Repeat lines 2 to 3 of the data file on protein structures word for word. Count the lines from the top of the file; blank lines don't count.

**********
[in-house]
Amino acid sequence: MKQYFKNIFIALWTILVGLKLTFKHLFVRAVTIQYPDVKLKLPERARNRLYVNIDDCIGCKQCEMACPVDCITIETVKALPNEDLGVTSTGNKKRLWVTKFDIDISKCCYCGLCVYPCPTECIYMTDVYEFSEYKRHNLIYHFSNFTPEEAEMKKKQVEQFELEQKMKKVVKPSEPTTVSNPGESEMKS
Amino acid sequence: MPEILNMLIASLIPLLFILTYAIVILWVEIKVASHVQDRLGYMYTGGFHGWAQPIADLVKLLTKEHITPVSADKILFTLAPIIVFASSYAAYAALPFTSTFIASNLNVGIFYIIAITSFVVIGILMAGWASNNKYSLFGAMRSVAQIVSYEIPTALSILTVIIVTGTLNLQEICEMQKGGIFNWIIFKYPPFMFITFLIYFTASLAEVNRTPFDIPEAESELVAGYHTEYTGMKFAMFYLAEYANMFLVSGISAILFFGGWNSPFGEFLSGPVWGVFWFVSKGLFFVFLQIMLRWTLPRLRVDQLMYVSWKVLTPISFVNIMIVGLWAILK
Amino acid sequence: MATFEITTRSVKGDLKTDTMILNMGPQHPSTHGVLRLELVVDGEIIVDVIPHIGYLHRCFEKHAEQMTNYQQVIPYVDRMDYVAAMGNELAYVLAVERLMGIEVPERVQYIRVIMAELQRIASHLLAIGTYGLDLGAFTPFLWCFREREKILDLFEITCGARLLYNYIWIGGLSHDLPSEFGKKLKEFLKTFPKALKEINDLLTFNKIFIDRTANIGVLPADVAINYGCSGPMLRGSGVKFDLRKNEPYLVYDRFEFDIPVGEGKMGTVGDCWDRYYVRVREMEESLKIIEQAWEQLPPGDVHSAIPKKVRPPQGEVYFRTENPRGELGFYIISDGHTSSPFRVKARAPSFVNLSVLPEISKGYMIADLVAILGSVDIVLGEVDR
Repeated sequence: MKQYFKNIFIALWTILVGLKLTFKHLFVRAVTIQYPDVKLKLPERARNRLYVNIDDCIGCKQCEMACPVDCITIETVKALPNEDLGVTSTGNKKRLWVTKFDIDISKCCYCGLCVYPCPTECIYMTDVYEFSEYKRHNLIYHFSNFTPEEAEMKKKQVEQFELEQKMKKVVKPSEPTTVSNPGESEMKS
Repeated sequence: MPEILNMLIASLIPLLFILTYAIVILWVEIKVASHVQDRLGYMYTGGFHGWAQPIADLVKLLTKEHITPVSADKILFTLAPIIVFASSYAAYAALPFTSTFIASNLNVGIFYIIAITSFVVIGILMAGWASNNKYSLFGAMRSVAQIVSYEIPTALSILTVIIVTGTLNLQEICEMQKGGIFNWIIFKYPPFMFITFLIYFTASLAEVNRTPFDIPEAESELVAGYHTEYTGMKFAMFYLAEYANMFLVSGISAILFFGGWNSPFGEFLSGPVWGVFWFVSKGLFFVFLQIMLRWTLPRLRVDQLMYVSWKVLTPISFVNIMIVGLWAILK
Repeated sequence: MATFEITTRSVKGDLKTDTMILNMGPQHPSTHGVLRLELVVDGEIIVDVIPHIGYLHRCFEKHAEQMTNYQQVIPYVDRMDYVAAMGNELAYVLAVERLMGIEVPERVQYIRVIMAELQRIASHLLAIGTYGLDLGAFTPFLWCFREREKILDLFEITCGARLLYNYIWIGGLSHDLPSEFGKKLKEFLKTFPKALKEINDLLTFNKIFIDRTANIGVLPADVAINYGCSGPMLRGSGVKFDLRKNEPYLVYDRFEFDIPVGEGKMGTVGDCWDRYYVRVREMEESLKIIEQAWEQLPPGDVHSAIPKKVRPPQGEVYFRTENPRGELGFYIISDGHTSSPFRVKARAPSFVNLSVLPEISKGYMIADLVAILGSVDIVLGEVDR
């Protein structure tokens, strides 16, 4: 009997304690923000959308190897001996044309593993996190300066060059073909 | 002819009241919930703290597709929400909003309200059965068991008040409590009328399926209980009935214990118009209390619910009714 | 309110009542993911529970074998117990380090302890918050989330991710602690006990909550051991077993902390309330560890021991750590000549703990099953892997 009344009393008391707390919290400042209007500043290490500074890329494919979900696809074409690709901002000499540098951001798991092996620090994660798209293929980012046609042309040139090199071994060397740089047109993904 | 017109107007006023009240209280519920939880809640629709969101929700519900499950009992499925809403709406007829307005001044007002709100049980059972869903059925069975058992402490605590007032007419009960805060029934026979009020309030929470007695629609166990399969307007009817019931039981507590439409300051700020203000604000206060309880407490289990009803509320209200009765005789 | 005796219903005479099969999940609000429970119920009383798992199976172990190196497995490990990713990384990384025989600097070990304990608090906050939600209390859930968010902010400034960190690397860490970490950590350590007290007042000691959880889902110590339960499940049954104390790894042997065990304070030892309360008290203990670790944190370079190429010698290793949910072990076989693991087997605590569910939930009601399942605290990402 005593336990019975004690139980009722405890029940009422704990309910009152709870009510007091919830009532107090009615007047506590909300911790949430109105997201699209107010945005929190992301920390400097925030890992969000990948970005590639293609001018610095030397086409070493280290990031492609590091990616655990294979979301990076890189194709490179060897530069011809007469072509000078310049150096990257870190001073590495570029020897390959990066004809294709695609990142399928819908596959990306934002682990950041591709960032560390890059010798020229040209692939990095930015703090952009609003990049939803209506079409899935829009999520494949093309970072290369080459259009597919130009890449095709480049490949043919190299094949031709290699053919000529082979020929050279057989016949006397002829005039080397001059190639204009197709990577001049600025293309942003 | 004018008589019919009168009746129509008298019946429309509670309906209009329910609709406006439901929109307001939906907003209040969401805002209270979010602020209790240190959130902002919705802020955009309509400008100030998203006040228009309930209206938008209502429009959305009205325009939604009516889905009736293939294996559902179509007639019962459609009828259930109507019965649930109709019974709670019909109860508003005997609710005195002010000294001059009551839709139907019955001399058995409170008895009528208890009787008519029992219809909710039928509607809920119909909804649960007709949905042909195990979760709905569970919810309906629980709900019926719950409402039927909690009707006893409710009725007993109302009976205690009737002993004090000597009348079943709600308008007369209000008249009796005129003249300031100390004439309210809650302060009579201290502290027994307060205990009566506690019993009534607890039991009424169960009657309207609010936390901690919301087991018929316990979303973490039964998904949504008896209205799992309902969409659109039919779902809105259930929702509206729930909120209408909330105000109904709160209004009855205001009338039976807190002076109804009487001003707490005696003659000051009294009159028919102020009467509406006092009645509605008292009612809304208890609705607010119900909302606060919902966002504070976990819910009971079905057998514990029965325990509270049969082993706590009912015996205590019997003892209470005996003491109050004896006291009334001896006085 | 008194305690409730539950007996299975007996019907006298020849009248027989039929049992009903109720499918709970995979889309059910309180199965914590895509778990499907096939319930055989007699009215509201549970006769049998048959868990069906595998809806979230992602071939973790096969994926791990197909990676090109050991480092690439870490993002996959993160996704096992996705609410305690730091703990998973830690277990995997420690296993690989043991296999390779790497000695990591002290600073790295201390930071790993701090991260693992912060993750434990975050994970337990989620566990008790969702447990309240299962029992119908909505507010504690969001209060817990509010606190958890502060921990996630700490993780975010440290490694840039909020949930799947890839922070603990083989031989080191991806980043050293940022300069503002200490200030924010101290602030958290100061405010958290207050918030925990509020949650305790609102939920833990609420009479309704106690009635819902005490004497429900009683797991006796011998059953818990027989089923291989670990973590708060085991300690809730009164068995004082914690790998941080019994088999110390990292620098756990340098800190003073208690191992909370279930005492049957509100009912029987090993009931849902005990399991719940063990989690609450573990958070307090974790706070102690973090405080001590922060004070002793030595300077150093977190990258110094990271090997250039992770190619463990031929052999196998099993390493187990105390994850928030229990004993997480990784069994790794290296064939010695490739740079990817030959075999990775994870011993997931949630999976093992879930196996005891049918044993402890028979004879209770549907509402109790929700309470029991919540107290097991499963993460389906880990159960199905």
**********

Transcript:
Amino acid sequence: MKQYFKNIFIALWTILVGLKLTFKHLFVRAVTIQYPDVKLKLPERARNRLYVNIDDCIGCKQCEMACPVDCITIETVKALPNEDLGVTSTGNKKRLWVTKFDIDISKCCYCGLCVYPCPTECIYMTDVYEFSEYKRHNLIYHFSNFTPEEAEMKKKQVEQFELEQKMKKVVKPSEPTTVSNPGESEMKS
Amino acid sequence: MPEILNMLIASLIPLLFILTYAIVILWVEIKVASHVQDRLGYMYTGGFHGWAQPIADLVKLLTKEHITPVSADKILFTLAPIIVFASSYAAYAALPFTSTFIASNLNVGIFYIIAITSFVVIGILMAGWASNNKYSLFGAMRSVAQIVSYEIPTALSILTVIIVTGTLNLQEICEMQKGGIFNWIIFKYPPFMFITFLIYFTASLAEVNRTPFDIPEAESELVAGYHTEYTGMKFAMFYLAEYANMFLVSGISAILFFGGWNSPFGEFLSGPVWGVFWFVSKGLFFVFLQIMLRWTLPRLRVDQLMYVSWKVLTPISFVNIMIVGLWAILK